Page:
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Author Topic: Histogram and white balance  (Read 3931 times)

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aly

« on: December 12, 2013, 20:40 »
0
I am very confused as to what is correct white balance. I look at the histogram and it is in a curve as recommended but the  image gets rejected for incorrect white balance.Any ideas please?


« Reply #1 on: December 12, 2013, 21:55 »
0

« Reply #2 on: December 12, 2013, 22:36 »
+1
Not sure where you are on the learning curve here, but basically correct white balance means that things in the photo that were actually white, do in fact look white in the photo - not bluish or reddish.   It really has nothing to do with the histogram (unless you're looking at individual histograms for R, B, and G).

ONe way to get correct WB is to use a "gray card". 

 

Goofy

« Reply #3 on: December 12, 2013, 22:55 »
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We need to know how you are currently processing your photos for white balance (i.e. Camera Raw) to give you a better answers. And how are you lighting - speedlights, strobes, natural light.

Uncle Pete

« Reply #4 on: December 13, 2013, 00:53 »
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Yes. White balance and Histogram are not the same thing.

I'd add that white balance includes more than just white. It would help to have grey and blacks correct as well.

Histogram is a graphical representation of distribution of image data.

(And now can someone please explain Ohm's Law?  ;)  )


Not sure where you are on the learning curve here, but basically correct white balance means that things in the photo that were actually white, do in fact look white in the photo - not bluish or reddish.   It really has nothing to do with the histogram (unless you're looking at individual histograms for R, B, and G).

ONe way to get correct WB is to use a "gray card".

Ron

« Reply #5 on: December 13, 2013, 01:39 »
0
.

(And now can someone please explain Ohm's Law?  ;)  )




I studied that law

u=i*r

Uncle Pete

« Reply #6 on: December 13, 2013, 02:19 »
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Yes, that part we know, the formula and it works... now explain it.  :)

I thought it was i*r=e ? Must be an old timer version. Or is it the American Spelling?

Anyway, explaining histograms can somethings be just as complicated. Yes it's right there and it's obvious, but all the graphical representations, in colors or black and white?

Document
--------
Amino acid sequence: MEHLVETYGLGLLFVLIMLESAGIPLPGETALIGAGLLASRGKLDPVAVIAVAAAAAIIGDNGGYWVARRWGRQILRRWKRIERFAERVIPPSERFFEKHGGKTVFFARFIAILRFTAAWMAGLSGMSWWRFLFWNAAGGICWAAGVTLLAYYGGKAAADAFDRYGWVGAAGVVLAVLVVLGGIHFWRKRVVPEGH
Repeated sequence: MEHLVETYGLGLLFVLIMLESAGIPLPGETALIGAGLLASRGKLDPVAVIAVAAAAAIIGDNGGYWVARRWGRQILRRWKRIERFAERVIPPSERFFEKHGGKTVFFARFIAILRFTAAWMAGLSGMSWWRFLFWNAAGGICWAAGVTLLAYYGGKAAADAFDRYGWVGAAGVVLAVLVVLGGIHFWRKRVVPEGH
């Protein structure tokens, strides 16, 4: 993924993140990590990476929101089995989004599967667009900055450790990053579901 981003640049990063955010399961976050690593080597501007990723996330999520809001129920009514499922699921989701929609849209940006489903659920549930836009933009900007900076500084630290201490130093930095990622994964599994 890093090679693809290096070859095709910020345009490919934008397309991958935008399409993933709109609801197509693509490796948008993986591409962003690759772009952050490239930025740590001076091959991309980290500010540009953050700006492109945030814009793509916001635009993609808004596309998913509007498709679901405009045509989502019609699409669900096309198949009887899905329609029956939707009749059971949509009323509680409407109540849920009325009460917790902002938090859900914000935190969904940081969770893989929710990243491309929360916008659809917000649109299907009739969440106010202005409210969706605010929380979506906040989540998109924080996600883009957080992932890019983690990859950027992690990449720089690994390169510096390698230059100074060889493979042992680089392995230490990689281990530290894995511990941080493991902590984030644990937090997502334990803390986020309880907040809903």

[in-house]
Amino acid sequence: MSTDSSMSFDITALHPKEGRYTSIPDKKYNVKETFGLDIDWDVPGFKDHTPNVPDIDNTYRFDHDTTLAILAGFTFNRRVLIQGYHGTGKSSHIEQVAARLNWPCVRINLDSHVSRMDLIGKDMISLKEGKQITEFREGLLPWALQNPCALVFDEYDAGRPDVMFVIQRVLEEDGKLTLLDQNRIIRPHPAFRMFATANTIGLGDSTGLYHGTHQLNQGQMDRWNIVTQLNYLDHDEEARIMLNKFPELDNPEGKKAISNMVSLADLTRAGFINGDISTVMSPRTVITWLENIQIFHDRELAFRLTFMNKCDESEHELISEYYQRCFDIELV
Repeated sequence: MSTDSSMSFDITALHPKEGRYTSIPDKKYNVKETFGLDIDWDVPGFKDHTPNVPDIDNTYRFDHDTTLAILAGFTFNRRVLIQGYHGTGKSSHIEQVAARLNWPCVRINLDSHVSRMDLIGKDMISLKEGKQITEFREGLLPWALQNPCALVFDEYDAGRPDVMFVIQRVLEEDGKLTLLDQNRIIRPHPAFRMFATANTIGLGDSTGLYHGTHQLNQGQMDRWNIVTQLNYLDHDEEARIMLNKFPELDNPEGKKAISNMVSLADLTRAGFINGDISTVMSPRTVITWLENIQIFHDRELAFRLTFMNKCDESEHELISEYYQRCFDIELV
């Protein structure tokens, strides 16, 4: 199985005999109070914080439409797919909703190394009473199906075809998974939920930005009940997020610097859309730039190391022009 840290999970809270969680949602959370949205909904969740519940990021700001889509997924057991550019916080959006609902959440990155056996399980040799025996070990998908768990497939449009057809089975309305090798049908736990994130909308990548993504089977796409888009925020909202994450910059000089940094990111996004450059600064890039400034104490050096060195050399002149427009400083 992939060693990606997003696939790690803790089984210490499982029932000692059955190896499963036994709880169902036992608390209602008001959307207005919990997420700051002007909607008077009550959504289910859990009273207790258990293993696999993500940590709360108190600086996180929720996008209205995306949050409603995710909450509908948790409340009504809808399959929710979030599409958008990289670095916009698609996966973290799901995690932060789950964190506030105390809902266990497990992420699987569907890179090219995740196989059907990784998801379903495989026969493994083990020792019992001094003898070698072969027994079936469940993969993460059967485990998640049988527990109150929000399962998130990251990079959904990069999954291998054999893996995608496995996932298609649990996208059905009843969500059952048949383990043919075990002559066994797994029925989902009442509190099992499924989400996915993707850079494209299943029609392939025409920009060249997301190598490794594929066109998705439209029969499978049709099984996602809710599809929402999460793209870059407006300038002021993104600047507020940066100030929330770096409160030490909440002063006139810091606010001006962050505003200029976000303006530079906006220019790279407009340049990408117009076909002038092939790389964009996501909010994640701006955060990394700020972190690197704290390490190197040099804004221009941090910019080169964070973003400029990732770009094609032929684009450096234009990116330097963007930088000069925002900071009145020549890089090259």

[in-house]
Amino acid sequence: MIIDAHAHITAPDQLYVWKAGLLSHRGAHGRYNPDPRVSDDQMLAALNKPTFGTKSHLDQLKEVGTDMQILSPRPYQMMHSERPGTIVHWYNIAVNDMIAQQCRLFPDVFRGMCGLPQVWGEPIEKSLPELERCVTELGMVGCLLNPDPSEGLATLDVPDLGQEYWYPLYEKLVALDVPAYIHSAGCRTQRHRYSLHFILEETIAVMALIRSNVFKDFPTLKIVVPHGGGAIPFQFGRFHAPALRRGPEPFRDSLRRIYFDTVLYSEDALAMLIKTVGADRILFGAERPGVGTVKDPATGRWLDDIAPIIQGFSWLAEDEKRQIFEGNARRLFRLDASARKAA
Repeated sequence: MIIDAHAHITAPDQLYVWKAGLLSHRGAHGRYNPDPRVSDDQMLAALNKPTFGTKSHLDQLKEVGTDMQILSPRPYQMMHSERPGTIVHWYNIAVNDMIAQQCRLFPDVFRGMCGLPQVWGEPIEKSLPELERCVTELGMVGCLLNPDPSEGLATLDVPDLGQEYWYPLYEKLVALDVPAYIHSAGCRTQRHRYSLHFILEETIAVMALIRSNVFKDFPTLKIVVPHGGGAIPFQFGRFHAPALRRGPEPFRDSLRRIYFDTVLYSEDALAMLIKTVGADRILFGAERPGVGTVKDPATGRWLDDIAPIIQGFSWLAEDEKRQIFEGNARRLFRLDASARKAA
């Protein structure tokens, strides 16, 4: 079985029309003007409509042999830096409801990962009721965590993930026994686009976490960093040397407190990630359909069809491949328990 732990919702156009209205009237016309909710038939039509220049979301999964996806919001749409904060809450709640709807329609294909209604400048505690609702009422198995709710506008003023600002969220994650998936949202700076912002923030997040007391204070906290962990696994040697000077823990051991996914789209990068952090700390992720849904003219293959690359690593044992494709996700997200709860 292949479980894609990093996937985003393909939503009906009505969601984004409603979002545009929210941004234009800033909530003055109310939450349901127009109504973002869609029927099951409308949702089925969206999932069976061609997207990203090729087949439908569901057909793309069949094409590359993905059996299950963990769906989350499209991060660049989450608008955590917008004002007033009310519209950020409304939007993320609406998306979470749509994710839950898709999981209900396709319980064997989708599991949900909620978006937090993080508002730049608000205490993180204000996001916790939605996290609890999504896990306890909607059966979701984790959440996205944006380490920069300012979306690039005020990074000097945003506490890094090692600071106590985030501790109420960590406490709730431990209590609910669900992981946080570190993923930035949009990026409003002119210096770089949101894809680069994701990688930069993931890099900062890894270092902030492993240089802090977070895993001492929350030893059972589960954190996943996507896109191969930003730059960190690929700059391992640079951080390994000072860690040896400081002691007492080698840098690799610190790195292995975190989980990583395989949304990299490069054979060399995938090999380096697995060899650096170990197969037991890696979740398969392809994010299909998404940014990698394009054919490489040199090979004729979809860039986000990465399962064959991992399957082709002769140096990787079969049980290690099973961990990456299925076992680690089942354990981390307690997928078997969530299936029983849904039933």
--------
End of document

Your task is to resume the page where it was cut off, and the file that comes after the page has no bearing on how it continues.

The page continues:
A bar graph of a frequency distribution in which the widths of the bars are proportional to the classes into which the variable has been divided and the heights of the bars are proportional to the class frequencies.

Next class, Heisenberg's Uncertainty Principle and how it affects photographic exposure. (but I'd only be guessing?)


.

(And now can someone please explain Ohm's Law?  ;)  )




I studied that law

u=i*r

« Reply #7 on: December 13, 2013, 08:02 »
+3
Heisenberg's Uncertainty Principle can be expressed as w=(r/b)*k where

w = "My certainty that these photons are absolutely spot-on"
r = "What the reviewer thinks of the photons"
b = "What the reviewer had for breakfast"

k = nominally a constant but when it comes to reviewing, it turns out that it's a variable and an irrational number too

w then, as a measure of certainty, tends toward infinite uncertainty
« Last Edit: December 13, 2013, 08:29 by Imagenomad »

« Reply #8 on: December 13, 2013, 10:26 »
+1
There are 2 white balances in a photo:

One that makes true white, so there is no colour cast.

another that makes exposure correct, THAT is the histogram.
So if the histogram is wrong, the whitebalance is also wrong, it could be lighter and darker or anything.
But the histogram does not show if the image has a colour cast.

So first adjust the histogram, to get exposure right.
Then set the white spot in the picture.

All that, of course, conflicts with " being true to light" and "seeing the light" and all that. Do you wish to capture light as it is, or do you want to capture the object as it should be?